Five years ago I began researching the forgotten histories of women who walked for reasonable distances in green spaces. Frankly, I was tired of reading about men hiking over mountains or across deserts – wind in their carefree hair, not a thought in their unencumbered heads. Didn’t women walk in nature, I asked myself? Cheryl Strayed’s Wild seemed to be the first account of a woman setting off on a hiking adventure.
Not so. Five years later and I am infinitely wiser: women have always walked. Despite the complexities of being female – the threat of male violence, the lack of training in navigation, the additional challenges of menstruation, menopause and long skirts – women have been walking in the wilds for hundreds of years. And not merely to carry water or firewood. Like men, a few brave women have reaped the multiple benefits of between earth and sky – for pleasure.
Emboldened, I selected six women for my book – Georgia O’Keeffe, Frieda Lawrence, Simone de Beauvoir, Daphne du Maurier/Clara Vyvyan, Gwen John and Nan Shepherd – and walked in their little-known footsteps. It was the greatest epiphany of my life. I returned home utterly rejuvenated and with a few little lessons on how, when and where to walk, which I’m delighted to share with Noon readers.
Incidentally, most walks are improved when done somewhere wild or green. High levels of urban air pollution have, sadly, taken away many of the joys of city strolling. Find a park, cemetery or quiet leafy streets if you can’t get into the countryside.
1. Walk at night
Almost every woman I researched for my book (Windswept: Walking in the Footsteps of Remarkable Women) walked at night, relishing the darkness, silence, starlight and moonbeams. So swap after-supper Netflix for an evening stroll with friends or partner. Why? Because we’ll sleep better (darkness triggers the body’s production of sleep-inducing melatonin) and research suggests that walking accelerates the passage of food through our intestines, easing digestion. Walking after a meal also lowers blood sugar spikes. Instead of lingering in our blood (where it can lead to heart disease, strokes, kidney disease and other health problems), excess glucose is taken up by our muscles. Besides, night walks have a magic no other amble offers.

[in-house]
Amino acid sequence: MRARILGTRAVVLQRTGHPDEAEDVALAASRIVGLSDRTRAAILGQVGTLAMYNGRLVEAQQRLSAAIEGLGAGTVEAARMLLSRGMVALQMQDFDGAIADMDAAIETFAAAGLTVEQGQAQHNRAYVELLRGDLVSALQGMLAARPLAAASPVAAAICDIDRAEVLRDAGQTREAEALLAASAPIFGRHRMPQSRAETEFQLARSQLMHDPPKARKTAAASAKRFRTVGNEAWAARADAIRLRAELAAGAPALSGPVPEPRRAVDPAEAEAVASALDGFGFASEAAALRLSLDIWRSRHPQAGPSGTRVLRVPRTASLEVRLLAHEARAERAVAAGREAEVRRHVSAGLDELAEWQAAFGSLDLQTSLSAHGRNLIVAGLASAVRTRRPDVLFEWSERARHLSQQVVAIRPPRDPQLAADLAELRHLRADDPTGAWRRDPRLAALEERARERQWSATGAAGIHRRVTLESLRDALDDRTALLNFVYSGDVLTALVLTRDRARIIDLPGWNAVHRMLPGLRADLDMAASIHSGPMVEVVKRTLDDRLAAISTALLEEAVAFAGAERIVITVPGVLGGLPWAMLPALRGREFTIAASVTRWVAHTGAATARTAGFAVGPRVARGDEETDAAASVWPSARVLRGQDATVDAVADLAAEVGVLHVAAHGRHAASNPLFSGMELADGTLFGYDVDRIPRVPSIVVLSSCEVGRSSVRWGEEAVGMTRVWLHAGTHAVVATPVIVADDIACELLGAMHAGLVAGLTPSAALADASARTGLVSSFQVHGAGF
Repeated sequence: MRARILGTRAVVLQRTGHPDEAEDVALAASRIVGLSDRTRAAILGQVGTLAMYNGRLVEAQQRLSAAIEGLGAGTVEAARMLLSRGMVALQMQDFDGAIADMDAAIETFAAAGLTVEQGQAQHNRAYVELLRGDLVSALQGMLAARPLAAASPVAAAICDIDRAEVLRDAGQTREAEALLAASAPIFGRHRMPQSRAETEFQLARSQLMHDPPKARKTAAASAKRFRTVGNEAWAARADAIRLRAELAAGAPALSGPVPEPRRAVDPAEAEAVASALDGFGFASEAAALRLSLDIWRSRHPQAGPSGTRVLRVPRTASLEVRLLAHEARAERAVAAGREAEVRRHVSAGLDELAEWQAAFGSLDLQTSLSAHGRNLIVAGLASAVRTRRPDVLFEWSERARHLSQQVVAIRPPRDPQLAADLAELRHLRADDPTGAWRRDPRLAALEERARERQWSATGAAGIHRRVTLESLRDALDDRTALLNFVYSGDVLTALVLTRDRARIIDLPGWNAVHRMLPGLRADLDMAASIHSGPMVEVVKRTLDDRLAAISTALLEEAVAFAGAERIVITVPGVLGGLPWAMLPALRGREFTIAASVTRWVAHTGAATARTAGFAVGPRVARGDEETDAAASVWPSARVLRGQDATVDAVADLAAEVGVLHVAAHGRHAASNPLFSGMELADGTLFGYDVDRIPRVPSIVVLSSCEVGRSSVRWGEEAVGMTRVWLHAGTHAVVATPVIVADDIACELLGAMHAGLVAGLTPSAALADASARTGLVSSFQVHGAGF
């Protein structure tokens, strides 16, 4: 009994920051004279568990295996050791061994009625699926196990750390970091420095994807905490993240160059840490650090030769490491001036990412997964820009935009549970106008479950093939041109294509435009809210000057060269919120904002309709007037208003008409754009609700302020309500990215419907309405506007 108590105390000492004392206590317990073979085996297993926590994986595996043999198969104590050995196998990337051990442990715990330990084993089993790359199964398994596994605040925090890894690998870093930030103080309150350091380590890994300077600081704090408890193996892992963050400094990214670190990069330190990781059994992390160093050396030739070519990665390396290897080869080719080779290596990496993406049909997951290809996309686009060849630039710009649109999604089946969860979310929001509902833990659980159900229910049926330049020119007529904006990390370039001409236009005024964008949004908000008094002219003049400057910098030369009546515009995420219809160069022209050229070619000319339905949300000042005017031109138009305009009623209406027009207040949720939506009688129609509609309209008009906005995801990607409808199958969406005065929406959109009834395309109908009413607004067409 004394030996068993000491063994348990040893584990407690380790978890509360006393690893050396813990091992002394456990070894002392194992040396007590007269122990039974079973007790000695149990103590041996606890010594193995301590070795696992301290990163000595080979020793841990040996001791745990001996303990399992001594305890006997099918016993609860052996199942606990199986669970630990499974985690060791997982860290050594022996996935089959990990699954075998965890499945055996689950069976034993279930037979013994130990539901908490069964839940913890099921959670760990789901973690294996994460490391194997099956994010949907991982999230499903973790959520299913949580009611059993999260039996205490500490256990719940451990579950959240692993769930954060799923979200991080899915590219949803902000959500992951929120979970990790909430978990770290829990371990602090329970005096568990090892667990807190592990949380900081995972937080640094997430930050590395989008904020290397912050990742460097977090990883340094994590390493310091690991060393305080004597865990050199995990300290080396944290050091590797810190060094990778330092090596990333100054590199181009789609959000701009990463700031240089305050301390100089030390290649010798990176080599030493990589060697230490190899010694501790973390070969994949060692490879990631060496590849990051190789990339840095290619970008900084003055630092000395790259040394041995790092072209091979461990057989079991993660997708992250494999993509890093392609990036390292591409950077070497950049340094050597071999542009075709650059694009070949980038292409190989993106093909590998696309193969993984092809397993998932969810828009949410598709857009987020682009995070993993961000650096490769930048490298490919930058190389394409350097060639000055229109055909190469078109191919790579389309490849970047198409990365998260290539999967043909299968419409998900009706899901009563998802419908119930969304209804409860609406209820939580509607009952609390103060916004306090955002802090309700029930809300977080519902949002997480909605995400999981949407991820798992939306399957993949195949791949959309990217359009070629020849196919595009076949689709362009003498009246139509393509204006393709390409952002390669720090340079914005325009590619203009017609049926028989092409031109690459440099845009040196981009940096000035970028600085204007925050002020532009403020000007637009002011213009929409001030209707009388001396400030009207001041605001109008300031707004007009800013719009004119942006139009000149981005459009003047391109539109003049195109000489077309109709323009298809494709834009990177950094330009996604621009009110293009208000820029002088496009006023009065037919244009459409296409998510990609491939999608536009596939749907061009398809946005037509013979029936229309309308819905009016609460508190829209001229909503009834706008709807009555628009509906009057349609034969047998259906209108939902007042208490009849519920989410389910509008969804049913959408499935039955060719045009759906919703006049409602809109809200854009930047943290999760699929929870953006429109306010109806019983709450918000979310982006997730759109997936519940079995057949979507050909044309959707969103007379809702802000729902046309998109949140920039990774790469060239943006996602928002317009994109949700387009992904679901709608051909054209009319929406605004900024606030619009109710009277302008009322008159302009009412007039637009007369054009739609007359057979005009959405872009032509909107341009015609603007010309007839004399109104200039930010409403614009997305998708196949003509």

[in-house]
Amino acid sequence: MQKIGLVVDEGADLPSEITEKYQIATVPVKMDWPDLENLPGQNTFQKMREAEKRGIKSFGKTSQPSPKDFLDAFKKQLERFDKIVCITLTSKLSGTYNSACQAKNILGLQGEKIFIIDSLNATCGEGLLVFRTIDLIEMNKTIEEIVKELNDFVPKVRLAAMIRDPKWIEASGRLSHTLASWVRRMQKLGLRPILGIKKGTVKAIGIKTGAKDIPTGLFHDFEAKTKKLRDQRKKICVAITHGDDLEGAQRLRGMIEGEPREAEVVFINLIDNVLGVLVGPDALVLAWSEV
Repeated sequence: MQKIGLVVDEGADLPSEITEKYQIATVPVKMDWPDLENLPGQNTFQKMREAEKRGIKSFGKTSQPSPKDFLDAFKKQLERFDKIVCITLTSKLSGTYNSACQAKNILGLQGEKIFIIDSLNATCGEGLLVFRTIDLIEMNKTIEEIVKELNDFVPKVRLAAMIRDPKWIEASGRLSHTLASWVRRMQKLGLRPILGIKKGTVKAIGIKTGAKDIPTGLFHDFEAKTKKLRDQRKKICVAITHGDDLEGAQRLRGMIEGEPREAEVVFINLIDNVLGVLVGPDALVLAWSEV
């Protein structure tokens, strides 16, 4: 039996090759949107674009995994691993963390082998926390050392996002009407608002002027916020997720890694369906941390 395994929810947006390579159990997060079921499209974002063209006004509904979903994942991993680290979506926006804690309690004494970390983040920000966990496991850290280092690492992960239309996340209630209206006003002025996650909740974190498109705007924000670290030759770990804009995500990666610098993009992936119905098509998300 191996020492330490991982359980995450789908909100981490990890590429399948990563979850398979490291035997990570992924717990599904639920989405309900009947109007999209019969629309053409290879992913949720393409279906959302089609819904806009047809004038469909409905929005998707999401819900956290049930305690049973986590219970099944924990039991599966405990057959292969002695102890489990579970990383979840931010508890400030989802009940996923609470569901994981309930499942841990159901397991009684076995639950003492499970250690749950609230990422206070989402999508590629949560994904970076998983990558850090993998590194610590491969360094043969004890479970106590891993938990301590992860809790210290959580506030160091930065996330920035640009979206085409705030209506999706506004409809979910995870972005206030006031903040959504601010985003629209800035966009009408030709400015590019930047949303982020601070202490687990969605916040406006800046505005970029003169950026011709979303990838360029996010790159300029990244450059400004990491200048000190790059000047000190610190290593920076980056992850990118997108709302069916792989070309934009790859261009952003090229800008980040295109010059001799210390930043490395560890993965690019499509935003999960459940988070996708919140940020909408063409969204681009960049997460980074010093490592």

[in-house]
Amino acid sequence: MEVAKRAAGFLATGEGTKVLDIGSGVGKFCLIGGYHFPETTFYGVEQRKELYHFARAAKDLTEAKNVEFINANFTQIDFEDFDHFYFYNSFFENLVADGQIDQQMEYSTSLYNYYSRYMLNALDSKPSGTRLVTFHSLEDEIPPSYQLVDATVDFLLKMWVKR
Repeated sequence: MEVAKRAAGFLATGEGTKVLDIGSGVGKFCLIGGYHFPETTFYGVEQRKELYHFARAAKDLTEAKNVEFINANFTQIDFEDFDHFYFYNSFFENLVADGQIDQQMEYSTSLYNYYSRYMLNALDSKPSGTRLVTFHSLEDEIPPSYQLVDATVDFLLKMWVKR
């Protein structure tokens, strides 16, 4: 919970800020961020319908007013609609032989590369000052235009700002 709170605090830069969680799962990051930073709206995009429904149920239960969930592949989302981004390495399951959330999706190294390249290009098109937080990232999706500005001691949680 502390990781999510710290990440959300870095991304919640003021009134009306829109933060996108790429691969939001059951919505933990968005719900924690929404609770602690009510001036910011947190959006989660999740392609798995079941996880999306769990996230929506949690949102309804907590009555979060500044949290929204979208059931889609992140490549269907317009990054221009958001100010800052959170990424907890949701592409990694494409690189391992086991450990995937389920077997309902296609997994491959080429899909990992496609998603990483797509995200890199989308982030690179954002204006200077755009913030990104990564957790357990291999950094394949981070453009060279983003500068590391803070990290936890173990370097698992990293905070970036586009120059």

2. Walk with the wind
Georgia O’Keeffe’s favourite walks were those taken in a stiff wind. “I like the wind—it seems more like me than anything else—I like the way it blows everything,” she wrote in 1917. Van Gogh agreed, attributing his creativity to the Mistral. Science supports both painters: wind blows away mosquitoes and pollution creating cleaner, fresher air, but it also – according to the scientist, Lyall Watson – speeds up metabolism and widens the blood vessels and muscles of the heart. To boot, wind creates a natural form of resistance – walk into the wind and our muscles automatically engage, making a windy walk a full workout.
3. Walk long
The women in my book walked for considerably longer than the Government’s recommended 30 minutes a day. No wonder several of them lived so long: Clara Vyvyan to 90, O’Keeffe to 98, Nan Shepherd to 88. In the most recent newsletter from the US Fight Aging organisation, optimal health was deemed to come from moving for 1.5 – 2.5 hours a day. Forget the paltry 30 minutes in a gym. Take a train or bus to your nearest trail – and stride out over plains or hills, through valleys or beside a river, canal or the sea. Alternatively walk your commute, office meetings, book club suppers, or supermarket shops (take a backpack), avoiding busy roads and stationery traffic. Incidentally, one of the world’s longest-living women, Mary Sarti (107) attributes her good health to a daily one-hour walk (and a glass of red wine).
4. Walk in woodland
After escaping an abusive marriage, Emma Gatewood walked the 2000-mile forested Appalachian Trail – first at the age of 67, and then hiking a final section aged 75. She wasn’t privy to the latest science: that being amid trees makes us stronger and healthier. Trees produce phytoncides – chemicals that have extraordinary effects, only now being understood. According to Dr Qing Li being in the presence of phytoncides improves our immunity. Indeed, phytoncides are so powerful that early experiments suggest those from pine trees can kill breast cancer tumours (in petri dishes).